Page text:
House GOP leadership cautions tech on net neutrality: report

House GOP leadership cautions tech on net neutrality: report
© Greg Nash

Republican House leadership told Google, Amazon and Facebook that their pursuit of pro-net neutrality policies could affect GOP willingness to work with the technology companies on other policy issues, according to Axios.  

Two sources told the publication that the exchange had happened in a meeting prior to the net neutrality "Day of Action" scheduled in protest against a planned rollback of the rules.

Republican staffers from Speaker Paul RyanPaul RyanGOP rep: Virginia defeat 'a referendum' on Trump administration After Texas shooting, lawmakers question whether military has systemic reporting problem Pence: Praying 'takes nothing away' from trying to figure out causes behind mass shooting MORE (Wis.), House Majority Leader Kevin McCarthy (Calif.) and House Majority Whip Steve Scalise’s (La.) offices, along with the House Republican Conference staffers, and a staffer from the House Energy and Commerce Committee were in attendance.

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The conversation comes amid major tech companies trying to straddle the line between supporting issues like net neutrality — which they have traditionally supported but affect them less now as multi-billion dollar corporations — and issues such as privacy, encryption and immigration policies, which have significant impacts on their bottom line.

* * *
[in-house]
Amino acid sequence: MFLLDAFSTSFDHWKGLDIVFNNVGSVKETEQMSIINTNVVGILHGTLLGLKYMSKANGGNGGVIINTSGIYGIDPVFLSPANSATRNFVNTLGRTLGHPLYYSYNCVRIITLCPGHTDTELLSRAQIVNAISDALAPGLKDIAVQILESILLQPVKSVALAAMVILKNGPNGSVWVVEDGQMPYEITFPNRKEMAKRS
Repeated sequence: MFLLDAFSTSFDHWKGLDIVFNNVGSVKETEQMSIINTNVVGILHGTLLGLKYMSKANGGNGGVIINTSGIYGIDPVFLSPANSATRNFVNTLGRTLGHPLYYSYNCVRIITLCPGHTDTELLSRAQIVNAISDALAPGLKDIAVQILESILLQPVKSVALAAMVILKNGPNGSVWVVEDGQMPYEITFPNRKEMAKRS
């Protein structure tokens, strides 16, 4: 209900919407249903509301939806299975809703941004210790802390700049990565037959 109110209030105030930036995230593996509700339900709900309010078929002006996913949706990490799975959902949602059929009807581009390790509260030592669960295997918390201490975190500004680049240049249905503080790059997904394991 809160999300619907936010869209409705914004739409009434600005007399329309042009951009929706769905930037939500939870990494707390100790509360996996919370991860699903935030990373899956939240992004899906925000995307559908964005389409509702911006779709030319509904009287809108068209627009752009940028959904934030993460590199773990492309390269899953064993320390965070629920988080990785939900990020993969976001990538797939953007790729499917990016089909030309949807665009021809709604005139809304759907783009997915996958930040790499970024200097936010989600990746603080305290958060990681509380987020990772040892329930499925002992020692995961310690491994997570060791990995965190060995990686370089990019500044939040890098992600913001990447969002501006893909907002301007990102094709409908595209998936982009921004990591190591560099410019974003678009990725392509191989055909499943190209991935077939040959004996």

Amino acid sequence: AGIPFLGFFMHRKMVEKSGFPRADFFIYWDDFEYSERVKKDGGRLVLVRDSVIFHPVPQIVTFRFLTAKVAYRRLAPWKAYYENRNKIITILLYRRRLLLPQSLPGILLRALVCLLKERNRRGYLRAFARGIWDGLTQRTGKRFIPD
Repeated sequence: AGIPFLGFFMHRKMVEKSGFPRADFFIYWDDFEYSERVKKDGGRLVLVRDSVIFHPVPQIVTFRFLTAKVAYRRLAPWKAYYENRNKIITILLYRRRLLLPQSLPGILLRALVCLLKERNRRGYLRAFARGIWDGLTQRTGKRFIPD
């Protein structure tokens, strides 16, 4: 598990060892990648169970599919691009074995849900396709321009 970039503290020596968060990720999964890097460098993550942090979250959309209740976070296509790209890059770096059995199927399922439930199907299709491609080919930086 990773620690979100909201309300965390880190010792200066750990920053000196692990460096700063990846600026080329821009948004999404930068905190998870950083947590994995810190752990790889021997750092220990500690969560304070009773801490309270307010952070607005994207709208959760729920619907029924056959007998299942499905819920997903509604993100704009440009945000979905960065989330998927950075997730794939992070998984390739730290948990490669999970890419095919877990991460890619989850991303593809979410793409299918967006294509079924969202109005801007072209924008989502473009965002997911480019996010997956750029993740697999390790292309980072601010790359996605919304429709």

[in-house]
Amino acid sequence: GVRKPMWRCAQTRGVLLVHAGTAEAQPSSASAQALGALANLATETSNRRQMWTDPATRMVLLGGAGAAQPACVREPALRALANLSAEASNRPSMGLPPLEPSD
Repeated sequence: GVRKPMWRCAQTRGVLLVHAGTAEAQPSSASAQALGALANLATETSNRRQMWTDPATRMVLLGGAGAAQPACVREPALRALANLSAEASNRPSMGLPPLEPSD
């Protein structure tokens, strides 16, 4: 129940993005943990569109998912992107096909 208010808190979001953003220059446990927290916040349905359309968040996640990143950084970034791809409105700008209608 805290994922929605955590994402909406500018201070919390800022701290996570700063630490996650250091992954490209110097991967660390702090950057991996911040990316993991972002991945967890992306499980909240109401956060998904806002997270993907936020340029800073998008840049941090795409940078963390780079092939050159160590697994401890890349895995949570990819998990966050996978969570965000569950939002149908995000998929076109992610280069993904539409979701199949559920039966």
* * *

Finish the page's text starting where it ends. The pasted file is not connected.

Google and Facebook, despite announcing their official participation in the Day of Action, did not include their logos on the official Day of Action website.

Compared to other tech companies, the three also took minimal steps to support the day. Websites such as Vimeo, Reddit and Netflix prominently displayed banners on their homepage directing users to more information on net neutrality and actions they could take to support the measures.

Google sent an email out to users who had already subscribed to its updates on net neutrality, Facebook’s CEO Mark Zuckerberg and COO Sheryl Sandberg wrote short posts on it, and Amazon included a small message tucked away on their homepage.  

Facebook, Google and Amazon declined to comment.

This story was updated at 5:35 p.m.